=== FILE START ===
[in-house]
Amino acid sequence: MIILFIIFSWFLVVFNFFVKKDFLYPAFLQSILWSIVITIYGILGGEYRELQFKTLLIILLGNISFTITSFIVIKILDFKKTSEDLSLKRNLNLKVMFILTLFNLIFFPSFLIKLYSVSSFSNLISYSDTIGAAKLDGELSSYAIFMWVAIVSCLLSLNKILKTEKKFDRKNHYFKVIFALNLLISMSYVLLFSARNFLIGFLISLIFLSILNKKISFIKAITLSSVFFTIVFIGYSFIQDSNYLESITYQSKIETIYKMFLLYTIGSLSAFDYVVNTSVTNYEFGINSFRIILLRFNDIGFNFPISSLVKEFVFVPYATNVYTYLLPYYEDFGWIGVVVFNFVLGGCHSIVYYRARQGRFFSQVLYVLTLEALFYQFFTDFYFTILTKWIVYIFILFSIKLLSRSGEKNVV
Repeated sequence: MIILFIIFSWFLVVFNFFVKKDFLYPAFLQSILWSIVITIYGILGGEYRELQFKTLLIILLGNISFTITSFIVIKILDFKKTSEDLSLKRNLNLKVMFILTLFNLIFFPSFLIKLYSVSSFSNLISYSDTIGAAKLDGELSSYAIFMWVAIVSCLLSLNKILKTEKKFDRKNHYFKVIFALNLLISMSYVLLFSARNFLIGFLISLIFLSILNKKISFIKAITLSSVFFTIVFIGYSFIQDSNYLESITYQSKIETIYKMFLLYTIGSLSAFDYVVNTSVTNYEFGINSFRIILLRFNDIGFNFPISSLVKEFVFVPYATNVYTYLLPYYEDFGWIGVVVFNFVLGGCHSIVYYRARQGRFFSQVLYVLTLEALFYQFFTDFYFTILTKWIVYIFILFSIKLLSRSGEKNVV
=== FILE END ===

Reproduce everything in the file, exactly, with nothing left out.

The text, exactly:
[in-house]
Amino acid sequence: MIILFIIFSWFLVVFNFFVKKDFLYPAFLQSILWSIVITIYGILGGEYRELQFKTLLIILLGNISFTITSFIVIKILDFKKTSEDLSLKRNLNLKVMFILTLFNLIFFPSFLIKLYSVSSFSNLISYSDTIGAAKLDGELSSYAIFMWVAIVSCLLSLNKILKTEKKFDRKNHYFKVIFALNLLISMSYVLLFSARNFLIGFLISLIFLSILNKKISFIKAITLSSVFFTIVFIGYSFIQDSNYLESITYQSKIETIYKMFLLYTIGSLSAFDYVVNTSVTNYEFGINSFRIILLRFNDIGFNFPISSLVKEFVFVPYATNVYTYLLPYYEDFGWIGVVVFNFVLGGCHSIVYYRARQGRFFSQVLYVLTLEALFYQFFTDFYFTILTKWIVYIFILFSIKLLSRSGEKNVV
Repeated sequence: MIILFIIFSWFLVVFNFFVKKDFLYPAFLQSILWSIVITIYGILGGEYRELQFKTLLIILLGNISFTITSFIVIKILDFKKTSEDLSLKRNLNLKVMFILTLFNLIFFPSFLIKLYSVSSFSNLISYSDTIGAAKLDGELSSYAIFMWVAIVSCLLSLNKILKTEKKFDRKNHYFKVIFALNLLISMSYVLLFSARNFLIGFLISLIFLSILNKKISFIKAITLSSVFFTIVFIGYSFIQDSNYLESITYQSKIETIYKMFLLYTIGSLSAFDYVVNTSVTNYEFGINSFRIILLRFNDIGFNFPISSLVKEFVFVPYATNVYTYLLPYYEDFGWIGVVVFNFVLGGCHSIVYYRARQGRFFSQVLYVLTLEALFYQFFTDFYFTILTKWIVYIFILFSIKLLSRSGEKNVV